The American Dental Association explains that decay occurs when starchy or sugary foods – like milk, sodas, dried fruits, cakes or candy – are frequently left on the teeth. Bacteria thrive and multiply with these foods, producing the acid that destroys tooth enamel.
Reducing your intake of starchy foods, and avoiding sugary treats and sodas, can go a long way toward protecting the health of your teeth and gums.
2. Reduce Phytate Intake
Phytates, or phytic acid, are substances found in grains, beans, lentils, soy, nuts, and seeds.
A diet high in phytic acid can cause mineral deficiencies, particularly of phosphorus, calcium, magnesium, iron, and zinc – all nutrients important for healthy teeth.
Going grain-free is an option for some, but remember that these foods can be an important part of a well-balanced diet. Once properly prepared, they can help to improve satiety and provide protein, fiber, vitamins, and minerals.
Maximize the benefits of these foods while minimizing the risks by soaking, sprouting and/or fermenting them – a common practice in many traditional cultures.
3. Increase Vitamin and Mineral Intake
A healthy diet benefits all parts of the body – including the teeth. In particular, your oral health depends on a number of key nutrients:
- Calcium – keeps the enamel strong, and reduces the risk of gum disease and tooth decay. Sources of calcium include dairy, canned sardines, kale, collard greens, broccoli, tahini, and fortified drinks like orange juice and plant-based milk.
- Magnesium – works with calcium to build strong enamel and prevent cavities. Sources include green leafy vegetables such as spinach, legumes, nuts, seeds and whole grains.
- Vitamin A – helps maintain a healthy saliva flow to manage bacteria levels. Sources include liver and fish oils, leafy green vegetables, orange and yellow vegetables, cantaloupe melon and mango.
- Zinc – prevents the growth of bacteria and the build-up of plaque. Sources of zinc include seafood, toasted wheat, cashews, beef, pork, chickpeas and kidney beans, pumpkin seeds and sesame seeds.
- Iron – vital for transporting oxygen through the body, too little iron can contribute to infections and bacteria build-up in the mouth. Sources include liver, seafood, beans, tofu, pumpkin seeds and sesame seeds, canned sardines in oil, baked potato, and broccoli.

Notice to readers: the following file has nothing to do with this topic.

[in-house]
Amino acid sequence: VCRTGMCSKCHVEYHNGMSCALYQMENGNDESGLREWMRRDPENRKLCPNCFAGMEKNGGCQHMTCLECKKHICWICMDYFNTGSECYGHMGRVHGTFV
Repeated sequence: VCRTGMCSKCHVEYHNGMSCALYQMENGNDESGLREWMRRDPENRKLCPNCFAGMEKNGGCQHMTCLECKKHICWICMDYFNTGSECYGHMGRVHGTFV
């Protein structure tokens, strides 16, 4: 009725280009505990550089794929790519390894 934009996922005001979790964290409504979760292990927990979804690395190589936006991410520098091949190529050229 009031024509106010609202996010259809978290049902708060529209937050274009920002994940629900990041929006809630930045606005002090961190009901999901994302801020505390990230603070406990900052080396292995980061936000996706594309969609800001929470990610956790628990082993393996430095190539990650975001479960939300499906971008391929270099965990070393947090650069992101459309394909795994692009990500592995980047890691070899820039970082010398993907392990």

- Vitamin D – this incredibly important vitamin helps the body utilize calcium. Sources of vitamin D include egg yolk, beef, seafood, cod liver oil, fortified foods and, most importantly, sun exposure!
- Phosphorous – protects tooth enamel and helps replace minerals in teeth. Sources include sunflower seeds, beans, tuna, turkey, beef, almonds, brown rice, potatoes, and broccoli.
4. Eat Teeth-Friendly Foods
In addition to the nutrient-rich foods listed above, some other tooth-friendly choices include crunchy fruits and vegetables like apples, pears, celery, raw carrots ,and cucumber.
These foods have a high water content, which dilutes the effects of the sugars they contain. They also stimulate the production of saliva, which helps guard against decay.
5. Kill Cavity-Causing Bacteria
By practicing good oral hygiene – and brushing at least twice daily and flossing regularly – you will remove the plaque that feeds acid-producing bacteria.
You can also practice oil pulling, learn how to make your own toothpaste, and try this antibacterial homemade mouth rinse.
6. Use a Remineralizing Toothpaste
Apply important tooth minerals directly onto the surface of your teeth with a remineralizing toothpaste.
While there are several varieties on the market, it’s cheaper and healthier to make your own. This recipe uses calcium powder, diatomaceous earth, baking soda, xylitol, coconut oil and essential oils.
7. Address Heartburn and Acid Reflux
Acid reflux can be more damaging to teeth than sodas, energy drinks, and other foods. Surprisingly, most people with heartburn have low levels of stomach acid, rather than too much!
Learn to address your stomach acid issues for the health of your teeth.
8. Fix a Dry Mouth
Saliva is vital for a healthy mouth and digestion. Proper saliva flow helps kill bacteria and contains proteins and minerals to protect tooth enamel and prevent decay, gum disease, and bad breath.
Dehydration, certain medications, illness, stress, smoking and advancing age are all risk factors for dry mouth – which can increase the incidence of cavities and other oral health issues.